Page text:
Tuesday, January 11, 2005
IN MY OPINION (Column)
Throwing Down the Gauntlet
By RAY HAYNES
(The writer represents the 36th Senate District, which includes western Riverside County and northern San Diego County. He is also the Senate Republican whip.)
Last week, the Legislature began its new session, and the Governor delivered his state of the State address. In his address, Governor Schwarzenegger laid out his vision for the next year in California, saying, that when he took over, California “faced economic ruin” amidst a $22 billion deficit.
After one year in office, he quite correctly stated the people of California, through the recall, and Propositions 57 and 58, rescued California from bankruptcy. He followed up by saying: “Last year we stopped the bleeding, this year we must heal the patient.”
He then laid out an ambitious agenda for budget, education, government and political reform. He called upon the Legislature to join him in “regaining control of California’s financial future ... restoring the trust of the people ... [and] introducing a bold, new era of reform for California.”
He could have saved his breath.
Even before his state of the State address was delivered, the Democrat leaders in Sacramento threw down the gauntlet last month. They set out an agenda to directly challenge the Governor and the Republicans in the Legislature, claiming they have a mandate for bigger government, higher taxes, and more government intrusion into businesses and families this year. The recall is over, they think, and they honestly believe that people in California want them, not the Governor, to run things.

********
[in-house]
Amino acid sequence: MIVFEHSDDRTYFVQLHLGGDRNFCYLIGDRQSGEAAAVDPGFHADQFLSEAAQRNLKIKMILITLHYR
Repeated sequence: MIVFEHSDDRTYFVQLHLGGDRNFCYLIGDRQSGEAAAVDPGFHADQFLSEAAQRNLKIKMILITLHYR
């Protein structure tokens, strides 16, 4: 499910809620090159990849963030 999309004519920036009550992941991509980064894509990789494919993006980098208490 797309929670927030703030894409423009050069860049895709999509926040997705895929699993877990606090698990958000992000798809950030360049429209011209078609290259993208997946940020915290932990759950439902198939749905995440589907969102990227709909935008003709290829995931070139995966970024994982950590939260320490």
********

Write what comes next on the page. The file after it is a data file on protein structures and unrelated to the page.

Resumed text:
So-they announced their agenda, and then set about to completely exclude Republicans from any participation in the legislative process. They directly challenged the Governor, and announced their intention to coddle the special interests that have dominated Sacramento for so long.
The Governor said “we don’t have a revenue problem, we have a spending problem. This state is spending money on automatic pilot.” The Democrats said: “We are going to raise taxes, and continue to feed our special interest friends with your hard-earned money.” The Governor said “We want to reward good teachers with higher pay and get rid of bad teachers.” The Democrats said: “We want to protect the union and keep giving a failing system even more money.”
The Governor said: “We want a real democracy in California, not election districts designed as an incumbent protection racket.” The Democrats said: “We want to keep our jobs without being accountable to people. Who cares about democracy?”
The Governor said: “We need a 21st century government for a 21st century state.” The Democrats said: “We want the 19th century patronage machine we have had for the last 40 years, and, by the way, we control the Legislature, so Governor-you can stuff it.” The Governor said: “I am going to take my ideas to the people if the Legislature isn’t going to act.”
Of course, the Democrats are off to a bad start. They announced they were going to re-introduce most of the legislation that the Governor vetoed last year. Gay marriage was the first bill, then higher taxes on everybody they don’t like. Drivers’ licenses for those who are breaking our country’s immigration laws, more regulation on business and an increase in the minimum wage that will put every restaurant in the state out of business are at the top of their agenda.
The Legislature has until the end of March to act, and, if it doesn’t, the Governor is going straight to the people. If the legislative leadership requires the Governor to go the initiative route to get the reforms California needs, they will render the Legislature a useless appendage of government. If the Democrats kill his legislative agenda, we might as well adjourn at the end of March and come back in two years. The gauntlet has been thrown down. Let the battle begin.
Copyright 2005, Metropolitan News Company